Samsung smartens up its phones

15 Apr 2015 | Author: | No comments yet »

Apple Watch May Be Winning the Hype Battle, but Samsung’s Galaxy S6 Is Off to a Strong Start.

Smartphone sales passed the one billion mark in 2014 and lots of new models were on display at Barcelona’s Mobile World Congress, many of which are now available in Europe. Despite the enthusiasm around the big release of Apple’s newest device, which is now available to try on in stores and for pre-order online, the Samsung Galaxy S6 and S6 Edge are quietly racking up huge sales, according to analyst estimates.

Will Findlater, the editor of Stuff Magazine, explained: “They both tend to come out pretty much exactly the same time of the year, their various devices have always been in competition with one other and this year I think the competition is going to be hotter than ever because Samsung, which has traditionally been in the controlling position. Samsung Electronics’ new smartphones, which went on sale on April 10, raked in an estimated 20 million pre-orders, according to a report in the Korea Times.

These include AT&T removing Download Booster, OneDrive, Simple Sharing, and Smart Manger; Verizon also removed Smart Manager and all the Microsoft apps; T-Mobile locks in S-Finder and Quick Connect, and stops you disabling the capacitive lights; and Sprint has removed Download Booster. The latest models are receiving glowing reviews. (Our very own Sam Grobart calls them “fancy.”) Samsung expects this to be its highest-selling Galaxy S phone ever, and analysts mostly agree. For example Samsung promoted OneDrive’s 100 GB of online storage during the launch of the handset, but if you go with AT&T or Verizon for your S6 you will not get that extra cloud storage. While many of these apps can be reinstalled by the user, they need to be available in the Google Play Store, which leads to complications if a users wants to install Samsung’s Smart Manager to manage memory and battery on their device.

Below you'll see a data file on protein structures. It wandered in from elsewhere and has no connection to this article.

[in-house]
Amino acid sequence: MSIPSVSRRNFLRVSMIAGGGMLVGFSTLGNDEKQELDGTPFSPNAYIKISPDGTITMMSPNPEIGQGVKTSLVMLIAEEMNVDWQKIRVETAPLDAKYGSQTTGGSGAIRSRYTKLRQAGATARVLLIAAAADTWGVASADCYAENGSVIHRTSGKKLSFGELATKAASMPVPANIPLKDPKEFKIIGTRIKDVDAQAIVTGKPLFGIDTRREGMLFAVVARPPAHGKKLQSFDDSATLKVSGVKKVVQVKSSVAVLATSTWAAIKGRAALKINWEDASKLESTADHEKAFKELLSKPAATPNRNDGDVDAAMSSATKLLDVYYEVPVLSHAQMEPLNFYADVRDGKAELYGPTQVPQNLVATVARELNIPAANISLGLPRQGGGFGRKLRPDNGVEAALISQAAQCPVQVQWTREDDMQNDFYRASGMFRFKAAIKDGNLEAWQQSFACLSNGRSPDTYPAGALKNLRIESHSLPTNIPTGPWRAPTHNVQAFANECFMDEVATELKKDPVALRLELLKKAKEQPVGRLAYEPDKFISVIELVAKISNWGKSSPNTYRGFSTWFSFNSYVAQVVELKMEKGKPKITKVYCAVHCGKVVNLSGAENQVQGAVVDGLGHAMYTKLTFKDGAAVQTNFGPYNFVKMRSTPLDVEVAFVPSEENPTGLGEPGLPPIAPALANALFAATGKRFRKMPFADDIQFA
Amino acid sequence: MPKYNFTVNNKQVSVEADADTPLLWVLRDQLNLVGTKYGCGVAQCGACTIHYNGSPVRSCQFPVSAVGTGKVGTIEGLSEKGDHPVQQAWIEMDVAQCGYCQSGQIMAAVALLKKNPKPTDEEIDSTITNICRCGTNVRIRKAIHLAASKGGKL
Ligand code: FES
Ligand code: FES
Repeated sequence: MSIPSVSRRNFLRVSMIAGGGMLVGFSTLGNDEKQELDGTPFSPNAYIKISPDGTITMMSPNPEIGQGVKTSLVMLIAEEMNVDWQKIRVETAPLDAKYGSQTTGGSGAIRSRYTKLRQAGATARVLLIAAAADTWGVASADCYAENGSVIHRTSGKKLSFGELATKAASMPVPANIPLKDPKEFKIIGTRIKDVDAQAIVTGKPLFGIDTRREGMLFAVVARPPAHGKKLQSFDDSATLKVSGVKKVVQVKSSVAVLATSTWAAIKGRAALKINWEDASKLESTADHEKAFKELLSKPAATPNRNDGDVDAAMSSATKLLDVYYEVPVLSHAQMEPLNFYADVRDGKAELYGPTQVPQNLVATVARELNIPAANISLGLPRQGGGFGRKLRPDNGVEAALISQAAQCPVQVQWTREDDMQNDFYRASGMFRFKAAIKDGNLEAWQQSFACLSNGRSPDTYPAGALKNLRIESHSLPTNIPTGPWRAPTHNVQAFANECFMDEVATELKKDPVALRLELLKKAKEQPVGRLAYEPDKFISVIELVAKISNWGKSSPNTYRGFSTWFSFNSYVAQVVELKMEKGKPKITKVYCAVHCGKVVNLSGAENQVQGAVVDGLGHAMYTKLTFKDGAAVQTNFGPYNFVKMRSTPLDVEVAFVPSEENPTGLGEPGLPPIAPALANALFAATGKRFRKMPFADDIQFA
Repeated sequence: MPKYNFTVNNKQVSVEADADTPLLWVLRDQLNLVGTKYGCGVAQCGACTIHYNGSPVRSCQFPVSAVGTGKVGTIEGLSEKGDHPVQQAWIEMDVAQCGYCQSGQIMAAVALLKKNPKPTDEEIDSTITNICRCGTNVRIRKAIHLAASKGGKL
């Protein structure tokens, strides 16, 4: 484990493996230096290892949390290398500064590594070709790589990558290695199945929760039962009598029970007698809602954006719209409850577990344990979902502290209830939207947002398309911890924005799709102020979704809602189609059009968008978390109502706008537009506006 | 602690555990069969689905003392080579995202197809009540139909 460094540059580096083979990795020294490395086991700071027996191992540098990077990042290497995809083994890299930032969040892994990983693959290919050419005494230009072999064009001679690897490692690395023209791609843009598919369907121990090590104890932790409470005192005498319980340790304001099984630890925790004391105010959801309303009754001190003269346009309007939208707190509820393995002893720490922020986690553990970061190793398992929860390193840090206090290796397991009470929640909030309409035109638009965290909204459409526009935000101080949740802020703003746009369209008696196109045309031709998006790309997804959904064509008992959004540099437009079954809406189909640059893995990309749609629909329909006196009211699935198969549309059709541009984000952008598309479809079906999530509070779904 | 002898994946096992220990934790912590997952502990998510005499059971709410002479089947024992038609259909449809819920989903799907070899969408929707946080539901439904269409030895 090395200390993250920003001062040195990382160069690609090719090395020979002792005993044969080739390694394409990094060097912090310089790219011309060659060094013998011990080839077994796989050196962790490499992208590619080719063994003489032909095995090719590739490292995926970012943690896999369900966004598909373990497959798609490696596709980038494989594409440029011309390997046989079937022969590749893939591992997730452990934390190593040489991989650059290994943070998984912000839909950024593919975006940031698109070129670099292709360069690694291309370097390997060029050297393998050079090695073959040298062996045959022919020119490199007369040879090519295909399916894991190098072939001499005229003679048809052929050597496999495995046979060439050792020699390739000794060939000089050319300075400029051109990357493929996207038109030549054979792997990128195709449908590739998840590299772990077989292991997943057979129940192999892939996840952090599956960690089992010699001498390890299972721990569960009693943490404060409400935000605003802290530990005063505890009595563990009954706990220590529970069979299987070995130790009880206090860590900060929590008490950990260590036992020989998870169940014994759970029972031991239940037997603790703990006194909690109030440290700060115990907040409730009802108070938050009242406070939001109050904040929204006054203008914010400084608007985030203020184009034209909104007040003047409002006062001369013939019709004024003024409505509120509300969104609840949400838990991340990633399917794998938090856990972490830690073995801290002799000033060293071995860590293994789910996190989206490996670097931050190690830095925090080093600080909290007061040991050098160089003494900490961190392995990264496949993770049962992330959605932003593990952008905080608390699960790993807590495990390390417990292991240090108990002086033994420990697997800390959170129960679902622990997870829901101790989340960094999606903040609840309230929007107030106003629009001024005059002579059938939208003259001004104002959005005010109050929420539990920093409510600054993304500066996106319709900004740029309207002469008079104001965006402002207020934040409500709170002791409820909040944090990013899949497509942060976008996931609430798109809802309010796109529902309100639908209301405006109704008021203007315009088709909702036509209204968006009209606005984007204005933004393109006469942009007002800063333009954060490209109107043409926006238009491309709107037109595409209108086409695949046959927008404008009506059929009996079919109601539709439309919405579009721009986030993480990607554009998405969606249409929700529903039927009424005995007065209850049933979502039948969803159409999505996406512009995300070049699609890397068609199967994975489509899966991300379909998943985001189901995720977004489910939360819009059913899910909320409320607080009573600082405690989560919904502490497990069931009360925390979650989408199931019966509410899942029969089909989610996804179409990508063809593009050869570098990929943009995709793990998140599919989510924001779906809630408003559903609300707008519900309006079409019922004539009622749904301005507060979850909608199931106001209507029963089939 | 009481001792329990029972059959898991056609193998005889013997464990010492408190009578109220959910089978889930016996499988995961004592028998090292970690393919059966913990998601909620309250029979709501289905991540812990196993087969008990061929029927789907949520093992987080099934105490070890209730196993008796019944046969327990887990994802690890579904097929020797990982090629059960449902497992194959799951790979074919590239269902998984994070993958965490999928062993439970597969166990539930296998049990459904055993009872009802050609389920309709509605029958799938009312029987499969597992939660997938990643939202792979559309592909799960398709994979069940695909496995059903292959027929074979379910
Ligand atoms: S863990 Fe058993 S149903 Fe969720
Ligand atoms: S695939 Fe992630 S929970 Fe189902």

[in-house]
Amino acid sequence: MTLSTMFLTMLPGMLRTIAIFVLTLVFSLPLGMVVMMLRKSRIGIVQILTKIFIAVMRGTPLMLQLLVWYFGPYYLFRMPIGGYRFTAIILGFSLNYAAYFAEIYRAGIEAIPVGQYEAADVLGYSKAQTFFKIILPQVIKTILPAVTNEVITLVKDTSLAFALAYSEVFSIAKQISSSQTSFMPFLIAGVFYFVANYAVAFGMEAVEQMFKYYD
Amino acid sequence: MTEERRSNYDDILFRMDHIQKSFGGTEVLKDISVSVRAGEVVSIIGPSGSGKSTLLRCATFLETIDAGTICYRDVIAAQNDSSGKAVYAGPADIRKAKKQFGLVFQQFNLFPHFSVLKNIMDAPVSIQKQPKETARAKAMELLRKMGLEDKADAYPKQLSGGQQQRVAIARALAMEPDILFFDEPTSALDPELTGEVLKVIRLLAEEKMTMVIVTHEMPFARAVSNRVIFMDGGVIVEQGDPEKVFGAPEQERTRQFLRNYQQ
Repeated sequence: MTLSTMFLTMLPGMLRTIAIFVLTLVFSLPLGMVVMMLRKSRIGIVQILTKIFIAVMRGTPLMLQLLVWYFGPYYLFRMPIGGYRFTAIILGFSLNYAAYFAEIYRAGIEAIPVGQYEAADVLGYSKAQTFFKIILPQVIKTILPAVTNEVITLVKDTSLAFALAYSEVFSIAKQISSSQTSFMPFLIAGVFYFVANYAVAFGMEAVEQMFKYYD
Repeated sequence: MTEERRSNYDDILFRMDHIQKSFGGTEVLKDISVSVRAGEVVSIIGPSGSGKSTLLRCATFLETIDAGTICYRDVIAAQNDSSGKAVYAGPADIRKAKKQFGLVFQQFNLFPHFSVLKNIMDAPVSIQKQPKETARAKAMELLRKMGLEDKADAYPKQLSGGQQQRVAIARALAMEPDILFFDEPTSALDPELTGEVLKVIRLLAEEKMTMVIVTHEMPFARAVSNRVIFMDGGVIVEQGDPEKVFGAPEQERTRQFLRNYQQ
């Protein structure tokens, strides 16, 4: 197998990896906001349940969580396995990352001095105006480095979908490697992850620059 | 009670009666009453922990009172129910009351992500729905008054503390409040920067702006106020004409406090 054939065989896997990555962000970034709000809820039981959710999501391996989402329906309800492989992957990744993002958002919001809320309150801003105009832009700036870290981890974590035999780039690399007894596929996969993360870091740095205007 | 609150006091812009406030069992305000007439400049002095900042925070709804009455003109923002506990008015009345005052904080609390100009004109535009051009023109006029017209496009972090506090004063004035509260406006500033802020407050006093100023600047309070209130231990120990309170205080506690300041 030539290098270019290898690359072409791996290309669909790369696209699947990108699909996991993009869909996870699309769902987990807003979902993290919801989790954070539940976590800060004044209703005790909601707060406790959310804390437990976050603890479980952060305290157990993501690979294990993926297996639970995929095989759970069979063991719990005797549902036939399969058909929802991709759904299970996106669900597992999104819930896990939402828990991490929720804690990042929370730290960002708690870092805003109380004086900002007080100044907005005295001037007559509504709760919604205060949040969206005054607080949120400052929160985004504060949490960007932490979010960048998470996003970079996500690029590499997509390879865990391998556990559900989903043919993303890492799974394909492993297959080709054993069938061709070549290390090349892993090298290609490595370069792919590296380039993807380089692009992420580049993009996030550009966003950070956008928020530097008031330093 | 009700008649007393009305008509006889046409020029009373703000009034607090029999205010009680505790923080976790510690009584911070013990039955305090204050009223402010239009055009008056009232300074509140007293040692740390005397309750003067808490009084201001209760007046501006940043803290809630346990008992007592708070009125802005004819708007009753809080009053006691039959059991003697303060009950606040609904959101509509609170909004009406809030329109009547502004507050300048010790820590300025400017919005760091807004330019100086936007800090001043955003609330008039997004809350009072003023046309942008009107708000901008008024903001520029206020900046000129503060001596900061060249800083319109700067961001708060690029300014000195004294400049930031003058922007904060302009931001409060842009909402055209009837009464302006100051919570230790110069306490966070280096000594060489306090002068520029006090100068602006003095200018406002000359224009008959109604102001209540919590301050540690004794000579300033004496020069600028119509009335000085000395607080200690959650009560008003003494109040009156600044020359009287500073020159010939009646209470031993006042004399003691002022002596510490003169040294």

There is a lot of Android knowledge online, and with a bit of work and exploration, someone who really wants to get around these restrictions will be able to do so. Because both products hit stores on the same day, the Apple Watch and Galaxy S6 are competing head-to-head for people’s mind share and disposable income. While I think that loading up a smartphone ‘out of the box’ with a ridiculous number of applications damages the initial user experience, with Android handsets in general suffering lower selling prices and lower profit per handset sale bloatware and software placement deals are a necessary evil for manufacturers to remain profitable.

This time they’ve put a 21 mega-pixel camera in there, they’ve taken part in the ‘Mega-Pixel Race’ which is never necessarily a smart thing, but it has resulted in a better camera than what the HTC One M8 had.” But between the two big competitors, the Motorola Nexus 6 could be the big winner. For one measure of how the products are piquing people’s interest, Google search data show a sizable lead for the Galaxy S6 at the time it matters most—right now, when people go to stores or browse online to make a buying decision.

By all means load up a handset with content deals, prominent widgets, cloud providers, and media packages – after all , we lived through that in the desktop and laptop market – but give us the choice to remove all the cruft, reclaim vital storage space, and reduce the memory overheads. It acts as an extension of them, every smartphone will be set up slightly differently, and one of the advantages of Android is that it does allow a huge level of customisation and personalization. Part of the attraction of one manufacturer over another does include the user interface, how the handset works, and the applications included in the bundle, and this applies to iOS as well as Android.

To a certain extent this is how carriers see themselves (especially in the US) even though most users would prefer they were a cost-effective and invisible communications data pipe. But locking applications onto the handset forever, removing features from software, and preventing other applications from being easily installed suggests that manufacturers and carriers know best.

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